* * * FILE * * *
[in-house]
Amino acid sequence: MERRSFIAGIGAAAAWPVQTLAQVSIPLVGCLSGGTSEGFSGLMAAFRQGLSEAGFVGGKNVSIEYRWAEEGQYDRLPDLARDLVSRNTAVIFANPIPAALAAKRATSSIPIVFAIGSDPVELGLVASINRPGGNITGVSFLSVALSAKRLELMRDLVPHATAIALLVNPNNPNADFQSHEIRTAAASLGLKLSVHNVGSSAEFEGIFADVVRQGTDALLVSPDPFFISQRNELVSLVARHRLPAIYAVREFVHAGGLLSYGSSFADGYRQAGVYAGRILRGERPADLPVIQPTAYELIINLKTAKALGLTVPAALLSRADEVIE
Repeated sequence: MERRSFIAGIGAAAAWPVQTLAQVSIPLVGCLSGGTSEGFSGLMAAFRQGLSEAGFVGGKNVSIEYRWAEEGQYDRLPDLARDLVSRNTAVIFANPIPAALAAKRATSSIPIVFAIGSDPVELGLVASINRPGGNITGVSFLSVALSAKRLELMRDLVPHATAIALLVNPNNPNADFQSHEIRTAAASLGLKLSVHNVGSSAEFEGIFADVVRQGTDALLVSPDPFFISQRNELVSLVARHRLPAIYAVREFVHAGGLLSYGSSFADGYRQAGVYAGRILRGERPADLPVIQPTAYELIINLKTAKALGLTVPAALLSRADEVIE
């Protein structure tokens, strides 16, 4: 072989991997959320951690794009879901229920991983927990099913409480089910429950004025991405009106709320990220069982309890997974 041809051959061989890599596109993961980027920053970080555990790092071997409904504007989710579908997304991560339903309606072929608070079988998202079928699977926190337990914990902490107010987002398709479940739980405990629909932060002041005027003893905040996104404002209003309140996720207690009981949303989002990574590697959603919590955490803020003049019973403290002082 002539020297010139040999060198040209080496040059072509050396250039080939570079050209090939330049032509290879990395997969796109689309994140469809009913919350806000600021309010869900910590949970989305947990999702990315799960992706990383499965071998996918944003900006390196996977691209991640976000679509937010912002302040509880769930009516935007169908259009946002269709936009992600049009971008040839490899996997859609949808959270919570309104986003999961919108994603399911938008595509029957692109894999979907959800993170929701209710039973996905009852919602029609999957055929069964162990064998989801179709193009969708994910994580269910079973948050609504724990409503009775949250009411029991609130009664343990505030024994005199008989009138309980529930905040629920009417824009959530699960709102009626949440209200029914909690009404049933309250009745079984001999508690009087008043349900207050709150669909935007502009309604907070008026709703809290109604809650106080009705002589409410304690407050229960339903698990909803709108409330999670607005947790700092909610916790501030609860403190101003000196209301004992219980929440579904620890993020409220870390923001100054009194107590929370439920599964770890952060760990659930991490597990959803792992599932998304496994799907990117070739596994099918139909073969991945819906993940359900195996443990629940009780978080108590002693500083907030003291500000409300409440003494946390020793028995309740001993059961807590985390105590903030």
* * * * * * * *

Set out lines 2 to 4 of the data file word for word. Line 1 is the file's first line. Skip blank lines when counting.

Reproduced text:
Amino acid sequence: MERRSFIAGIGAAAAWPVQTLAQVSIPLVGCLSGGTSEGFSGLMAAFRQGLSEAGFVGGKNVSIEYRWAEEGQYDRLPDLARDLVSRNTAVIFANPIPAALAAKRATSSIPIVFAIGSDPVELGLVASINRPGGNITGVSFLSVALSAKRLELMRDLVPHATAIALLVNPNNPNADFQSHEIRTAAASLGLKLSVHNVGSSAEFEGIFADVVRQGTDALLVSPDPFFISQRNELVSLVARHRLPAIYAVREFVHAGGLLSYGSSFADGYRQAGVYAGRILRGERPADLPVIQPTAYELIINLKTAKALGLTVPAALLSRADEVIE
Repeated sequence: MERRSFIAGIGAAAAWPVQTLAQVSIPLVGCLSGGTSEGFSGLMAAFRQGLSEAGFVGGKNVSIEYRWAEEGQYDRLPDLARDLVSRNTAVIFANPIPAALAAKRATSSIPIVFAIGSDPVELGLVASINRPGGNITGVSFLSVALSAKRLELMRDLVPHATAIALLVNPNNPNADFQSHEIRTAAASLGLKLSVHNVGSSAEFEGIFADVVRQGTDALLVSPDPFFISQRNELVSLVARHRLPAIYAVREFVHAGGLLSYGSSFADGYRQAGVYAGRILRGERPADLPVIQPTAYELIINLKTAKALGLTVPAALLSRADEVIE
């Protein structure tokens, strides 16, 4: 072989991997959320951690794009879901229920991983927990099913409480089910429950004025991405009106709320990220069982309890997974 041809051959061989890599596109993961980027920053970080555990790092071997409904504007989710579908997304991560339903309606072929608070079988998202079928699977926190337990914990902490107010987002398709479940739980405990629909932060002041005027003893905040996104404002209003309140996720207690009981949303989002990574590697959603919590955490803020003049019973403290002082 002539020297010139040999060198040209080496040059072509050396250039080939570079050209090939330049032509290879990395997969796109689309994140469809009913919350806000600021309010869900910590949970989305947990999702990315799960992706990383499965071998996918944003900006390196996977691209991640976000679509937010912002302040509880769930009516935007169908259009946002269709936009992600049009971008040839490899996997859609949808959270919570309104986003999961919108994603399911938008595509029957692109894999979907959800993170929701209710039973996905009852919602029609999957055929069964162990064998989801179709193009969708994910994580269910079973948050609504724990409503009775949250009411029991609130009664343990505030024994005199008989009138309980529930905040629920009417824009959530699960709102009626949440209200029914909690009404049933309250009745079984001999508690009087008043349900207050709150669909935007502009309604907070008026709703809290109604809650106080009705002589409410304690407050229960339903698990909803709108409330999670607005947790700092909610916790501030609860403190101003000196209301004992219980929440579904620890993020409220870390923001100054009194107590929370439920599964770890952060760990659930991490597990959803792992599932998304496994799907990117070739596994099918139909073969991945819906993940359900195996443990629940009780978080108590002693500083907030003291500000409300409440003494946390020793028995309740001993059961807590985390105590903030």